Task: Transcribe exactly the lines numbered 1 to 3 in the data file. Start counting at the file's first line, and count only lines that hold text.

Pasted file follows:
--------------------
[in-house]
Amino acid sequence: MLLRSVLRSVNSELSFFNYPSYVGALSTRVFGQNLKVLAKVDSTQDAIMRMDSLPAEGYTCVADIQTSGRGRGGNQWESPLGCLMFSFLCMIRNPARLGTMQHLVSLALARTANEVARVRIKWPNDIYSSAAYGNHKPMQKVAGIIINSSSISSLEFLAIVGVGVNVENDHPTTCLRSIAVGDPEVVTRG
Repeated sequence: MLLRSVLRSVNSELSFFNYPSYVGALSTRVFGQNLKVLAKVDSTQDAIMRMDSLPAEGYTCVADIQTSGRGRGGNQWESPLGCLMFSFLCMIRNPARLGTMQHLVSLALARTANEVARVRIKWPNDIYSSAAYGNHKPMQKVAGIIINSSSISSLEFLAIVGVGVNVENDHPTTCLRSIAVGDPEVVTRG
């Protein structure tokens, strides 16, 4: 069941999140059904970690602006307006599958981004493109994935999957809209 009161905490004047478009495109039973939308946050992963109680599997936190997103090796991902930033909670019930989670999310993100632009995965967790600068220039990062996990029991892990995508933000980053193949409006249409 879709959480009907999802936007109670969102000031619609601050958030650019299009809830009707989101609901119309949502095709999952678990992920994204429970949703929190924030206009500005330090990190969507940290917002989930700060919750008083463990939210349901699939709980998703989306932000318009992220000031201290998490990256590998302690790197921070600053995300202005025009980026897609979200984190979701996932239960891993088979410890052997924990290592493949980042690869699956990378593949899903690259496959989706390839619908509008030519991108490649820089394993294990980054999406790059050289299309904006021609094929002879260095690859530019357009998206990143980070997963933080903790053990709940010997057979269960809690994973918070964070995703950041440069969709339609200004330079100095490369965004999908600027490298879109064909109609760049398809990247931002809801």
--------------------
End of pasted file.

[in-house]
Amino acid sequence: MLLRSVLRSVNSELSFFNYPSYVGALSTRVFGQNLKVLAKVDSTQDAIMRMDSLPAEGYTCVADIQTSGRGRGGNQWESPLGCLMFSFLCMIRNPARLGTMQHLVSLALARTANEVARVRIKWPNDIYSSAAYGNHKPMQKVAGIIINSSSISSLEFLAIVGVGVNVENDHPTTCLRSIAVGDPEVVTRG
Repeated sequence: MLLRSVLRSVNSELSFFNYPSYVGALSTRVFGQNLKVLAKVDSTQDAIMRMDSLPAEGYTCVADIQTSGRGRGGNQWESPLGCLMFSFLCMIRNPARLGTMQHLVSLALARTANEVARVRIKWPNDIYSSAAYGNHKPMQKVAGIIINSSSISSLEFLAIVGVGVNVENDHPTTCLRSIAVGDPEVVTRG